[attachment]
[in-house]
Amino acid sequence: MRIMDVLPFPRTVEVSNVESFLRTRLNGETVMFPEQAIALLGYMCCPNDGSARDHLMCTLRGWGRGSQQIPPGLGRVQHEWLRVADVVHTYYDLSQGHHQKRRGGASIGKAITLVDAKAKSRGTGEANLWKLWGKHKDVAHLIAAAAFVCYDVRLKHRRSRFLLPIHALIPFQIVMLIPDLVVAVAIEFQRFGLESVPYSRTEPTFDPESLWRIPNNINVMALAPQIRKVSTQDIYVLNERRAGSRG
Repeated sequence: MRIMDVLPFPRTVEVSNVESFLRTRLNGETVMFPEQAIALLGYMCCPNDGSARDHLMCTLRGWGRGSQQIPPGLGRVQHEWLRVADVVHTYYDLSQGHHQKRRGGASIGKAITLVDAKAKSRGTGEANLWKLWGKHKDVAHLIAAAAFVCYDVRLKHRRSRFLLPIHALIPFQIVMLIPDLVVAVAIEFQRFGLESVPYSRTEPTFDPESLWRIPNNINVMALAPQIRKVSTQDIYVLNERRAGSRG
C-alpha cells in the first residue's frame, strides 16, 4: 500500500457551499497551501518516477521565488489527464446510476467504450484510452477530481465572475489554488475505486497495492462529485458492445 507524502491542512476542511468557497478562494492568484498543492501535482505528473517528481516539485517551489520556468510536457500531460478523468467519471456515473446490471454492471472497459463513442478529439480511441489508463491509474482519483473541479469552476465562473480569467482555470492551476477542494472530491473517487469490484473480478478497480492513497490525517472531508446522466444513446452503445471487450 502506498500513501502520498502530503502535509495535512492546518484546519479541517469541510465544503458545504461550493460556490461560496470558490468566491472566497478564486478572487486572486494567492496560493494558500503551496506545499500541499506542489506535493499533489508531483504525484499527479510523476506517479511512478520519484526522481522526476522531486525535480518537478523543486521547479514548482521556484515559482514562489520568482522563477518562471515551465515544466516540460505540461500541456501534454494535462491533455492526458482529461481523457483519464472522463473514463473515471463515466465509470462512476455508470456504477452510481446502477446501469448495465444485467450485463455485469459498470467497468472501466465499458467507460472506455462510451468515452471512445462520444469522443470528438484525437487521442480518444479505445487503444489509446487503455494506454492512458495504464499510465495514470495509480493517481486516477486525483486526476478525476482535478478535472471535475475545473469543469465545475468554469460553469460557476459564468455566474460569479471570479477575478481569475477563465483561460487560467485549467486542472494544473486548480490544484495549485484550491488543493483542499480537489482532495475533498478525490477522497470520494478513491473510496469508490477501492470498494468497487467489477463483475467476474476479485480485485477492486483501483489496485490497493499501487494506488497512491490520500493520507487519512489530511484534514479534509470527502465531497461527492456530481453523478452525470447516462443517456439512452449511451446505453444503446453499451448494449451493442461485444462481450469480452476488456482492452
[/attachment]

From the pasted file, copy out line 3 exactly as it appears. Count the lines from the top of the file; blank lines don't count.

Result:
Repeated sequence: MRIMDVLPFPRTVEVSNVESFLRTRLNGETVMFPEQAIALLGYMCCPNDGSARDHLMCTLRGWGRGSQQIPPGLGRVQHEWLRVADVVHTYYDLSQGHHQKRRGGASIGKAITLVDAKAKSRGTGEANLWKLWGKHKDVAHLIAAAAFVCYDVRLKHRRSRFLLPIHALIPFQIVMLIPDLVVAVAIEFQRFGLESVPYSRTEPTFDPESLWRIPNNINVMALAPQIRKVSTQDIYVLNERRAGSRG